On November 2, 2017, the undersigned recommended that the Court grant in part Plaintiffs' motion for default judgment (Doc. 632) against Defendants Shenika Richardson, Vladimir Jean Pierre, Chanel Akins, Robert Cohen, Jean Cassamajor, Elaine Felix, Esdras Pierre Louis, Edner Desir, and Shayla Gaines (the Default Defendants). Doc. 657. The undersigned further recommended that the Court grant Plaintiffs' and Defendant Robert Thelusma's joint motion for entry of judgment (Doc. 656). Id. The Court adopted the undersigned's recommendations. Doc. 660.

         On November 30, 2017, Plaintiffs filed a motion for attorney fees, costs, and expenses to be awarded against the Default Defendants. Doc. 658.

         On December 27, 2017, the Court denied Plaintiffs motions for attorney fees, costs, and expenses to be awarded against Dorestant, Belle Management, and the Default Defendants (collectively “Defendants”). Doc. 659. The Court noted that Plaintiffs did not inform the Court how they would like the attorney fees and costs to be apportioned among Defendants, or provide the Court with any information or argument that the Court could use to determine how the Court should apportion the attorney fees and costs among the Defendants. Id. The Court further noted that Plaintiffs did not attach their attorneys' detailed billing records or supporting documentation necessary for the Court to rule on Plaintiffs' request for costs. Id. The Court thus denied Plaintiffs motions and ordered Plaintiffs to file a single motion for attorney fees that addresses the issues identified by the Court. Id.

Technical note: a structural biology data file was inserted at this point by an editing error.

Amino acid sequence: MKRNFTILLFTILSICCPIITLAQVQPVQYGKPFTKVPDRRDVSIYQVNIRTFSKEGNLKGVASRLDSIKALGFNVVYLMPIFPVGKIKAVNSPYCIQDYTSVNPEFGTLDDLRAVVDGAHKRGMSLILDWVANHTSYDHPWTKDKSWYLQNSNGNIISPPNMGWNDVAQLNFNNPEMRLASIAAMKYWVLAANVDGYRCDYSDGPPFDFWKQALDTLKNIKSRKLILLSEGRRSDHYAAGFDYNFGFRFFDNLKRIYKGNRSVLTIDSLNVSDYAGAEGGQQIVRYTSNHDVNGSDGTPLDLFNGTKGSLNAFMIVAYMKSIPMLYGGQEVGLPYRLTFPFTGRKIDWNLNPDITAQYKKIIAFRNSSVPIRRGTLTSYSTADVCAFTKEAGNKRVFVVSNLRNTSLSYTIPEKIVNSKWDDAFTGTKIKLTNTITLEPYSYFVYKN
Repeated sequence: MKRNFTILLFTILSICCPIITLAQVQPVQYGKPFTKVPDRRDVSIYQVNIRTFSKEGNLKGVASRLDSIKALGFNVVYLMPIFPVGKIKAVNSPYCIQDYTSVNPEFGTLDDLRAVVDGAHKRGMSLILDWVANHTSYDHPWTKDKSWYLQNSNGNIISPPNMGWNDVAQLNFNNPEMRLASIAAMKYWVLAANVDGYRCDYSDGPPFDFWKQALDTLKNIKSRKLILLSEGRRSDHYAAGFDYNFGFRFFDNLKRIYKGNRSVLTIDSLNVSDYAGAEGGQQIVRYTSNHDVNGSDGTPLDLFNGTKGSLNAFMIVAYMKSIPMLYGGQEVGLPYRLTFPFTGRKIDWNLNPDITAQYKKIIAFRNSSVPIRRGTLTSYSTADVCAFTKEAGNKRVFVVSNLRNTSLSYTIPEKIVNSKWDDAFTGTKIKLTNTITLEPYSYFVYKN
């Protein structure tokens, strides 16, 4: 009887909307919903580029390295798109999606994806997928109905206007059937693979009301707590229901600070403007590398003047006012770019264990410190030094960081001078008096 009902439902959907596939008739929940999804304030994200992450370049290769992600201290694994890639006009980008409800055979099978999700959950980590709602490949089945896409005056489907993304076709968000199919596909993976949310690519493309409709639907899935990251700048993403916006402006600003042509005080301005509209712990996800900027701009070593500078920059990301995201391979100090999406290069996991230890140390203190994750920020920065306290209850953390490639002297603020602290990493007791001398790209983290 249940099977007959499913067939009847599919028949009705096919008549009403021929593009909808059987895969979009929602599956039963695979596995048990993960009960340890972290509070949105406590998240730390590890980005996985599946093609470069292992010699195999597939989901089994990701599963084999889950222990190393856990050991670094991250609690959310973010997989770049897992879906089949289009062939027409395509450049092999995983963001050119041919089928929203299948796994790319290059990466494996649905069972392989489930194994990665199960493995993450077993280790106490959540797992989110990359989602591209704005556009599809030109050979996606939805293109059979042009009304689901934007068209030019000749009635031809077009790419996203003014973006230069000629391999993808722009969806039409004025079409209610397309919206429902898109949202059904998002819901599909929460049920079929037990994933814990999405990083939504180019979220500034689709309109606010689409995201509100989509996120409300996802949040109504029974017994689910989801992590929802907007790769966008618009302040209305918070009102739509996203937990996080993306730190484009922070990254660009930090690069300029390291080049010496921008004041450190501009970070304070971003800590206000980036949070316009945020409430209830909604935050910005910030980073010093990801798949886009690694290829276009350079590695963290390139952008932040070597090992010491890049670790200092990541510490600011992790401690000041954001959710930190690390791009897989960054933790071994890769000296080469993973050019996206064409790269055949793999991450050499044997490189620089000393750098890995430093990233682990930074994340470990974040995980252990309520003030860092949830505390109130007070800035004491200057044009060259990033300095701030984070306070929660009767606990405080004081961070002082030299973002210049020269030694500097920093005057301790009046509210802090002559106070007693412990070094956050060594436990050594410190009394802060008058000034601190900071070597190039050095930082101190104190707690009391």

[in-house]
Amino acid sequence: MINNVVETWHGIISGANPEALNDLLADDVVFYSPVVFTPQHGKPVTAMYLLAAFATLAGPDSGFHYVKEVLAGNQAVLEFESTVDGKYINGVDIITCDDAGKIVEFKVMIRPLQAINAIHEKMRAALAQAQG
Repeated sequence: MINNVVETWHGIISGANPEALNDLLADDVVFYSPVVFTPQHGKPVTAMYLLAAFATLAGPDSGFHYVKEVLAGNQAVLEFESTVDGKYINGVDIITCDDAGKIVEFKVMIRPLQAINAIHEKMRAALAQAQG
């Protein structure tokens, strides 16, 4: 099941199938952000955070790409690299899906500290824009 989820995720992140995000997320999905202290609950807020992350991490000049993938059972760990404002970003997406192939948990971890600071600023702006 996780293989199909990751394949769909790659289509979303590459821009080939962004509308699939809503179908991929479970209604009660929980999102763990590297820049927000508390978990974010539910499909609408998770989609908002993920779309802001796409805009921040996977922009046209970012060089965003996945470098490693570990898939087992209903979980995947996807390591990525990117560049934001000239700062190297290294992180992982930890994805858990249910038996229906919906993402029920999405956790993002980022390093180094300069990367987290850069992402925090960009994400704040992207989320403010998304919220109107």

On January 22, 2018, Plaintiffs filed their Motion in Support of Reasonable Attorney's Fees, Costs, and Expenses relative to GEICO's Granted Motion for Summary Judgment (See Doc. 649) and Default Judgment (See Doc. 660) (the Motion). Doc. 663. In the Motion, Plaintiffs ask the Court to award $1, 788, 517.63 in attorney fees and $56, 359.81 in reasonable costs jointly and severally against Defendants. Id. To date, Defendants have not responded or objected to Plaintiffs' request.

         Discussion

         a. Entitlement to Attorney Fees

         18 U.S.C. § 1964(c) provides as follows:

Any person injured in his business or property by reason of a violation of section 1962 of this chapter may sue therefor in any appropriate United States district court and shall recover threefold the damages he sustains and the cost of the suit, including a reasonable attorney's fee, except that no person may rely upon any conduct that would have been actionable as fraud in the purchase or sale of securities to establish a violation of section 1962. . . .

         Here, Plaintiffs prevailed against Defendants under 18 U.S.C. § 1962. See Docs. 649; 657; 660. And Defendants did not object to Plaintiffs' alleged entitlement to attorney fees and costs. Accordingly, the undersigned finds that Plaintiffs are entitled to attorney fees and costs against Defendants.

         b. The Calculation of a Reasonable Attorney Fee

         The Court uses the familiar “lodestar” method in determining a reasonable fee award, which is calculated by multiplying the number of hours reasonably expended by a reasonable hourly rate. Hensley v. Eckerhart, 461 U.S. 424, 433 (1983). The party moving for fees has the burden of establishing that the hourly rates and hours expended are ...